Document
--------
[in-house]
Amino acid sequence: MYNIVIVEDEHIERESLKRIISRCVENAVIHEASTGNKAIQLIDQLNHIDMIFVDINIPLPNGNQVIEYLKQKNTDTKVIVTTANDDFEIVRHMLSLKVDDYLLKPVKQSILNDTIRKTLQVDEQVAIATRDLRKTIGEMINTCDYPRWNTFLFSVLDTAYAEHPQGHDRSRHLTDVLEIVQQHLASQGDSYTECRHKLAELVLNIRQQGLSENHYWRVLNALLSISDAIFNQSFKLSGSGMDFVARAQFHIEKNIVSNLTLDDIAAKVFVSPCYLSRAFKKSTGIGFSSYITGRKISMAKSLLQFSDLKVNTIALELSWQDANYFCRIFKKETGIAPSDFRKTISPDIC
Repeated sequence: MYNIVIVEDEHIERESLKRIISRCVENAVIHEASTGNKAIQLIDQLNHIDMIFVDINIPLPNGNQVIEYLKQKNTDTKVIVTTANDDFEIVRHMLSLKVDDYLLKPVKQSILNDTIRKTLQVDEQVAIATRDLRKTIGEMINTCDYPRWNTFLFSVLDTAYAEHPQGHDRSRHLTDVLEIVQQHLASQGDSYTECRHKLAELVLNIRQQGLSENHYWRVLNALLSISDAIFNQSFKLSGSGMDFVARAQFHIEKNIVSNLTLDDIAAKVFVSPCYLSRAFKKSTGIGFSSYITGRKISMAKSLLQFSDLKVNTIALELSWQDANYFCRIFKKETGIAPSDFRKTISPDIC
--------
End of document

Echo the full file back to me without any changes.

[in-house]
Amino acid sequence: MYNIVIVEDEHIERESLKRIISRCVENAVIHEASTGNKAIQLIDQLNHIDMIFVDINIPLPNGNQVIEYLKQKNTDTKVIVTTANDDFEIVRHMLSLKVDDYLLKPVKQSILNDTIRKTLQVDEQVAIATRDLRKTIGEMINTCDYPRWNTFLFSVLDTAYAEHPQGHDRSRHLTDVLEIVQQHLASQGDSYTECRHKLAELVLNIRQQGLSENHYWRVLNALLSISDAIFNQSFKLSGSGMDFVARAQFHIEKNIVSNLTLDDIAAKVFVSPCYLSRAFKKSTGIGFSSYITGRKISMAKSLLQFSDLKVNTIALELSWQDANYFCRIFKKETGIAPSDFRKTISPDIC
Repeated sequence: MYNIVIVEDEHIERESLKRIISRCVENAVIHEASTGNKAIQLIDQLNHIDMIFVDINIPLPNGNQVIEYLKQKNTDTKVIVTTANDDFEIVRHMLSLKVDDYLLKPVKQSILNDTIRKTLQVDEQVAIATRDLRKTIGEMINTCDYPRWNTFLFSVLDTAYAEHPQGHDRSRHLTDVLEIVQQHLASQGDSYTECRHKLAELVLNIRQQGLSENHYWRVLNALLSISDAIFNQSFKLSGSGMDFVARAQFHIEKNIVSNLTLDDIAAKVFVSPCYLSRAFKKSTGIGFSSYITGRKISMAKSLLQFSDLKVNTIALELSWQDANYFCRIFKKETGIAPSDFRKTISPDIC